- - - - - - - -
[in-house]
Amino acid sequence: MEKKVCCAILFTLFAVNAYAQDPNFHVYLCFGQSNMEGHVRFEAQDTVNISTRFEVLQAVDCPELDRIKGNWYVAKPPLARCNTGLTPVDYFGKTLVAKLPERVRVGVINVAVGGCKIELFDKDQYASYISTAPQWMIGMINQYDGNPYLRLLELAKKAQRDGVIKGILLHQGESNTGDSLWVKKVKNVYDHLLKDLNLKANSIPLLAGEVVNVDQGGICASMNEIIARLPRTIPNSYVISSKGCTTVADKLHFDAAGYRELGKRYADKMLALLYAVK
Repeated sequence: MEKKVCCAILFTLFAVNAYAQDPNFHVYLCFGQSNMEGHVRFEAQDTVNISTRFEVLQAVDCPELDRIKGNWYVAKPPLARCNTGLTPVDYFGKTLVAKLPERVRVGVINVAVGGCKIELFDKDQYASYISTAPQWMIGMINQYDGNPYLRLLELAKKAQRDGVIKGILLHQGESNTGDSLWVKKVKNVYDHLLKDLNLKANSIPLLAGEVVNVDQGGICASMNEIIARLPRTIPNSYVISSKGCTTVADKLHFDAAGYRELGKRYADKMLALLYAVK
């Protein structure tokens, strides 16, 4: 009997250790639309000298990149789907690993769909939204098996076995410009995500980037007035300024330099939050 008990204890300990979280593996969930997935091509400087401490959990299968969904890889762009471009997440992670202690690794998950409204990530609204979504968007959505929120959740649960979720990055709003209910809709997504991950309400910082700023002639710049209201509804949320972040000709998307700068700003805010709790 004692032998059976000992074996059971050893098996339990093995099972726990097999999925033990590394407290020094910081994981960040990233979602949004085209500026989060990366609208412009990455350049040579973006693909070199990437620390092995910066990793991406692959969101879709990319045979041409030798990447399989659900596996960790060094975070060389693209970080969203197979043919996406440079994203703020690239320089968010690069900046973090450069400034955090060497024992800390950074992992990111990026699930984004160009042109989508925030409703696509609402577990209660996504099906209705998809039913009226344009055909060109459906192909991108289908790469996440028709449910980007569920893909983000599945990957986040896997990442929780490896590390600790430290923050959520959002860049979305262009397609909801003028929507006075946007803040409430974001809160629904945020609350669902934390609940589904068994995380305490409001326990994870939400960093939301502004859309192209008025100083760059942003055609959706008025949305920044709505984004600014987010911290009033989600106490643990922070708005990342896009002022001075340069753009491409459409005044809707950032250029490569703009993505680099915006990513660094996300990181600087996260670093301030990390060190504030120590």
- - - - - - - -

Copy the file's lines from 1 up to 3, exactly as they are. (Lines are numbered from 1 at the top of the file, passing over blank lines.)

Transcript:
[in-house]
Amino acid sequence: MEKKVCCAILFTLFAVNAYAQDPNFHVYLCFGQSNMEGHVRFEAQDTVNISTRFEVLQAVDCPELDRIKGNWYVAKPPLARCNTGLTPVDYFGKTLVAKLPERVRVGVINVAVGGCKIELFDKDQYASYISTAPQWMIGMINQYDGNPYLRLLELAKKAQRDGVIKGILLHQGESNTGDSLWVKKVKNVYDHLLKDLNLKANSIPLLAGEVVNVDQGGICASMNEIIARLPRTIPNSYVISSKGCTTVADKLHFDAAGYRELGKRYADKMLALLYAVK
Repeated sequence: MEKKVCCAILFTLFAVNAYAQDPNFHVYLCFGQSNMEGHVRFEAQDTVNISTRFEVLQAVDCPELDRIKGNWYVAKPPLARCNTGLTPVDYFGKTLVAKLPERVRVGVINVAVGGCKIELFDKDQYASYISTAPQWMIGMINQYDGNPYLRLLELAKKAQRDGVIKGILLHQGESNTGDSLWVKKVKNVYDHLLKDLNLKANSIPLLAGEVVNVDQGGICASMNEIIARLPRTIPNSYVISSKGCTTVADKLHFDAAGYRELGKRYADKMLALLYAVK